Focus technique is an important topic for any sports photography situation, but especially if you're shooting at f/1.4. My favorite AF area mode is the 9-point dynamic in the D5; on the other hand if you have low light, and don't mind the larger area, group area may perform better but if you are shooting a horizontal image of the horse, then you may not be able to move the group high enough for the rider's head. In the vertical orientation this is easily done with group area. With dynamic area one can move the primary point to the edge or even corner of the focus sensor. However, dynamic area requires a certain amount of precision in using it as the camera basically assumes that you're pointing the primary point always on the subject and only assists briefly with the other points if there is nothing to focus on under the primary point. But if you keep this in mind dynamic area can work really well, especially the smallest one (9-point). Perhaps I would try 9- or 25-point for horizontal shots with a rider and group area for vertical shots.

Do remember that you don't have to shoot at f/1.4 even if you can:D You might find that there is an intermediate setting which gives the best look to an image. (I tend to shoot way too much myself with 1.4 lenses wide open and seem to have forgotten that excellent results can be obtained also at f/2.8.)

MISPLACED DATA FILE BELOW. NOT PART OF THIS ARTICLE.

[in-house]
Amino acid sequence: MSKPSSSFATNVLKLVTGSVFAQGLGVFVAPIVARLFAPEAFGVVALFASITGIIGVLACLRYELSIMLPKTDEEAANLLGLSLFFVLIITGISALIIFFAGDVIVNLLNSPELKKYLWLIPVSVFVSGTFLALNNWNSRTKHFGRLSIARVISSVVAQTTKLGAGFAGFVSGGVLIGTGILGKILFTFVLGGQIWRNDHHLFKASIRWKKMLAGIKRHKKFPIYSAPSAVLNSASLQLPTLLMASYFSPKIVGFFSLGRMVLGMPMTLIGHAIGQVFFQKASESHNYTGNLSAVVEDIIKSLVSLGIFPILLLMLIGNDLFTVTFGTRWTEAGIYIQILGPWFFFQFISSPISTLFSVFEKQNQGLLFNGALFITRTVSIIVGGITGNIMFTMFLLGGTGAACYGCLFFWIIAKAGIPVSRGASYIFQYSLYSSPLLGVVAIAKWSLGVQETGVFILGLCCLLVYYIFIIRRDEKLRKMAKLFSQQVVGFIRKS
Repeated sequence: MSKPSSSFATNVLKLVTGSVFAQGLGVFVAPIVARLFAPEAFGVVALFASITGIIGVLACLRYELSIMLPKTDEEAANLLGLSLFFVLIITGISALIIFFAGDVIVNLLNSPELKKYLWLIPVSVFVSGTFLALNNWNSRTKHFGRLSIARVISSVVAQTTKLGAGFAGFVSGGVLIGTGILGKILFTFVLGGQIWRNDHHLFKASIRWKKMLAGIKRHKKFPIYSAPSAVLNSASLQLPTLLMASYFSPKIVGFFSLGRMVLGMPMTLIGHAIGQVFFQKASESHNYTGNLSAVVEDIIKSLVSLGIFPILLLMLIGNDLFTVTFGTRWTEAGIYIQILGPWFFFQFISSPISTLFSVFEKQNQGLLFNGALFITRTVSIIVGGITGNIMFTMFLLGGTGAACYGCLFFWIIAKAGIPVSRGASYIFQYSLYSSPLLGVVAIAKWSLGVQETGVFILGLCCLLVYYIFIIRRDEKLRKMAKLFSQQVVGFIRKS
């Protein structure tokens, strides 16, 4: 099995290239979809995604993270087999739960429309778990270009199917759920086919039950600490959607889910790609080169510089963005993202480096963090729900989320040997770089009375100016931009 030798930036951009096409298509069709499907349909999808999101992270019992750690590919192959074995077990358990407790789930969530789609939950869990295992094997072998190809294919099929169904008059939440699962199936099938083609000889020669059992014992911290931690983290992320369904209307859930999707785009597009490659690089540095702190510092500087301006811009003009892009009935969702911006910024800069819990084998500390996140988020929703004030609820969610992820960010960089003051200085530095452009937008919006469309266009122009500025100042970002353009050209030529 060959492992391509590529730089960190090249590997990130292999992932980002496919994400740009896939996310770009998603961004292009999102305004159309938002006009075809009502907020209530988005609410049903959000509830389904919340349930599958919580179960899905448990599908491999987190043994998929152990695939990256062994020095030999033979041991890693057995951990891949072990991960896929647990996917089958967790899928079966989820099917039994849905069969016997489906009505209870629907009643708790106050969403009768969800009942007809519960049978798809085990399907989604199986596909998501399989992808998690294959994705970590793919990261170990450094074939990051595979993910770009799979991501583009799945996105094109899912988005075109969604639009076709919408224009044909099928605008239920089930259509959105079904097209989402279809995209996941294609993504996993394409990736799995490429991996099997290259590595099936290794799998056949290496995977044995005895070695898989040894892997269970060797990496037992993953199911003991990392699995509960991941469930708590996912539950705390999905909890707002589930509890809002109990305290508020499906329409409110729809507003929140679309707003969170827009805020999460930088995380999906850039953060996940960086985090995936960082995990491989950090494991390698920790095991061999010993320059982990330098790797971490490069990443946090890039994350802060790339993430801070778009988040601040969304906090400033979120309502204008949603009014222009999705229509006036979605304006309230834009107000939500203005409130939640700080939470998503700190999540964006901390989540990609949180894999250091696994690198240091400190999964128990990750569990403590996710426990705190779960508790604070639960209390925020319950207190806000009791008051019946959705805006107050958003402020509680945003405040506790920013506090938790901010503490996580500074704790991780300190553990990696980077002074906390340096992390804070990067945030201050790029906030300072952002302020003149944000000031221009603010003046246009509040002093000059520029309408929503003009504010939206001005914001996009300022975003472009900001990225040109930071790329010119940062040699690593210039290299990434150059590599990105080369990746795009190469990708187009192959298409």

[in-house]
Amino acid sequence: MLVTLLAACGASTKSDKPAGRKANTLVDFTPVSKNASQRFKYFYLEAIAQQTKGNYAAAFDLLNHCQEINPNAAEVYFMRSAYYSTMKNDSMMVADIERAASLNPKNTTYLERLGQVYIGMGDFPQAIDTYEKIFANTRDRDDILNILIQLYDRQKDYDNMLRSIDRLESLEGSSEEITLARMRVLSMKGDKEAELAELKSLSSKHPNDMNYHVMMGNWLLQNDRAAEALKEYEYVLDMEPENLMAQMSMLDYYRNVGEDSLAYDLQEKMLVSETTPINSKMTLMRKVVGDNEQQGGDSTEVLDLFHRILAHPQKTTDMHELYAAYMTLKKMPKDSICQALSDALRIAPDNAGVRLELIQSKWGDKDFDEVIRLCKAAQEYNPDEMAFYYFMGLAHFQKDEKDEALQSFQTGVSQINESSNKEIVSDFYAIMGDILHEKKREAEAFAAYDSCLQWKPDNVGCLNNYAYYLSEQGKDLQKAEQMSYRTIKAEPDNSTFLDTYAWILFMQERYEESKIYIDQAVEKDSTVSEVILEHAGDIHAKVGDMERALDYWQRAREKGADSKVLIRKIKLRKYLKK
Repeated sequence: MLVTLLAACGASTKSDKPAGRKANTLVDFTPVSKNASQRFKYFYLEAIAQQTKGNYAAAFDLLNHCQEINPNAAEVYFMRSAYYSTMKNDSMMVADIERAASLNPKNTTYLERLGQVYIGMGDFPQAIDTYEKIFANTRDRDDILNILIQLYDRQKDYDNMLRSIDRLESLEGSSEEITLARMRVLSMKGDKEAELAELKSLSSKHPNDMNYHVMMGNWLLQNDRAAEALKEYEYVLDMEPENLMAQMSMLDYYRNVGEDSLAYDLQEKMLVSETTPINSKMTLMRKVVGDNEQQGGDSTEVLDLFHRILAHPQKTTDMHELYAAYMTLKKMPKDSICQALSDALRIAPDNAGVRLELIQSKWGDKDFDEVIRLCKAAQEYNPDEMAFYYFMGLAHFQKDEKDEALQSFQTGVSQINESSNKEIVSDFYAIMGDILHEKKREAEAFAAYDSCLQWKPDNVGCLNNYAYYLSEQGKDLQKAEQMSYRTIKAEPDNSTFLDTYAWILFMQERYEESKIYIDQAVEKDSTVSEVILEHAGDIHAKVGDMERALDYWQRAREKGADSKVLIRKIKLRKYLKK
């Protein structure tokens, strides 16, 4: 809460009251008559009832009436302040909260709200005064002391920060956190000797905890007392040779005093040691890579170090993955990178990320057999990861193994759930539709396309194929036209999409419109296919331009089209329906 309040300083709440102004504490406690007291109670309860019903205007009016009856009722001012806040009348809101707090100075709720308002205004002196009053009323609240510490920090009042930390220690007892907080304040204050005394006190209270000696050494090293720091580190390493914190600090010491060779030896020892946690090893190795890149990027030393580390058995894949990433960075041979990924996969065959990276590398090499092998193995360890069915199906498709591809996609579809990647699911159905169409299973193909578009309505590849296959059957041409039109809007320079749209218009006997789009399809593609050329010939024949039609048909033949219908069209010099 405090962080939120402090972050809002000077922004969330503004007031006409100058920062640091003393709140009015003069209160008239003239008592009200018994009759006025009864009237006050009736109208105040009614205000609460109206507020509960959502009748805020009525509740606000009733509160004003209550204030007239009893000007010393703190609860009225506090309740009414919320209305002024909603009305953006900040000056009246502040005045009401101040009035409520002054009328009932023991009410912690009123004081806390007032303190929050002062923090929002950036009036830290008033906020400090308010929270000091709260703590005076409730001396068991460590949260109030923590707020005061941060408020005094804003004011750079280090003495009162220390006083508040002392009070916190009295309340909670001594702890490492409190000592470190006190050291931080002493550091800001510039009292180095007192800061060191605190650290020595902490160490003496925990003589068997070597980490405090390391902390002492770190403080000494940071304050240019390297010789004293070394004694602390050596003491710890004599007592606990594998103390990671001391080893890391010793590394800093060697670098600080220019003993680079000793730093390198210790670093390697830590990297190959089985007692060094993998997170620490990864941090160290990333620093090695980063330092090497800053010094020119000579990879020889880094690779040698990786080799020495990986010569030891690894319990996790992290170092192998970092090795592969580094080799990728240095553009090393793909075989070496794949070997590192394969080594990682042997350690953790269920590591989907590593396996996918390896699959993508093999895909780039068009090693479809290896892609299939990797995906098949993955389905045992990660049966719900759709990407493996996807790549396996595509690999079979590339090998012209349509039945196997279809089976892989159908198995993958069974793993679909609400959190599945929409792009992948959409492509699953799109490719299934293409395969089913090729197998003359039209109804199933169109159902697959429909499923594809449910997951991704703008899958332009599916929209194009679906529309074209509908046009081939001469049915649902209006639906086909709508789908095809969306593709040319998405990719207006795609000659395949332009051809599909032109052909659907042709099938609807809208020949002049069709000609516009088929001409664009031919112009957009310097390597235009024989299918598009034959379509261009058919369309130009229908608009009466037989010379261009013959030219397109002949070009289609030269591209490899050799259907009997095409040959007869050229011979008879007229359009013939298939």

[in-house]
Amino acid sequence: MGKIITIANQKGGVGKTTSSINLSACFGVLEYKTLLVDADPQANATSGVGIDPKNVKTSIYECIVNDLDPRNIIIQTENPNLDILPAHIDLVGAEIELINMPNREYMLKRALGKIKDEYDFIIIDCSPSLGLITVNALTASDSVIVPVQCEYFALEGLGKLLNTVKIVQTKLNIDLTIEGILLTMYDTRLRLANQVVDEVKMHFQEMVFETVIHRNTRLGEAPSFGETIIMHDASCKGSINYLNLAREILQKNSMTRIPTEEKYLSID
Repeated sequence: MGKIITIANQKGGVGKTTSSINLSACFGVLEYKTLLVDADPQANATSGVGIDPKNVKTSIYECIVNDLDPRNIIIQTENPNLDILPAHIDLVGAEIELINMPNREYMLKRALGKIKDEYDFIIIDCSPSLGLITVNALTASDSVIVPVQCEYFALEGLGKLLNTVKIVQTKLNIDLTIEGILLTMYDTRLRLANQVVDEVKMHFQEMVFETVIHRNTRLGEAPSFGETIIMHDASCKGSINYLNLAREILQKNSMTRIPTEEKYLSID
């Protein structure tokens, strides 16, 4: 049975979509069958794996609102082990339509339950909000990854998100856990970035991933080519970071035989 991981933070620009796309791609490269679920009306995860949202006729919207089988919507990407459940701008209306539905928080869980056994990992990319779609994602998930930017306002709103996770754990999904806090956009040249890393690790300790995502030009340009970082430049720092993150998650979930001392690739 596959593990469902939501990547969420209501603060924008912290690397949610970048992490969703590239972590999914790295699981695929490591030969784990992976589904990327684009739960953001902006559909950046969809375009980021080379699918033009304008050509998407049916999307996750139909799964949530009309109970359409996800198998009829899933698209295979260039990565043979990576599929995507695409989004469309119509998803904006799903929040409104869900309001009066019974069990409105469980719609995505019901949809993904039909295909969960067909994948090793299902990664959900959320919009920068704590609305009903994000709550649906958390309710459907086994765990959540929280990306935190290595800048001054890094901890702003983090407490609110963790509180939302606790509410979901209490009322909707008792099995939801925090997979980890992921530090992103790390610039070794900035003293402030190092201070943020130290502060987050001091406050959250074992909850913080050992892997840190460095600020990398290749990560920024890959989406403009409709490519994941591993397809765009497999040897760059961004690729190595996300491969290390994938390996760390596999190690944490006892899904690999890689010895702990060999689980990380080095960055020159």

Frank Fremerey

  • engineering art
  • NG Supporter
  • **
  • Posts: 7197
  • Bonn, Germany
Re: Is the Neo-Noct a sharp lens? Discussing the AF-S NIKKOR 58mm f/1.4
« Reply #16 on: September 12, 2017, 18:40:35 »
Thank you Ilkka. Very helpful post. I conclude that a shorter focal length with the D500 might be the better choice in the rider head example because of the near full coverage of the picture area with AF points.

I will also try the 9 point that the D850 inherited from the D5. Thank you again

Danulon

  • NG Supporter
  • **
  • Posts: 123
Re: Is the Neo-Noct a sharp lens? Discussing the AF-S NIKKOR 58mm f/1.4
« Reply #17 on: September 12, 2017, 20:54:49 »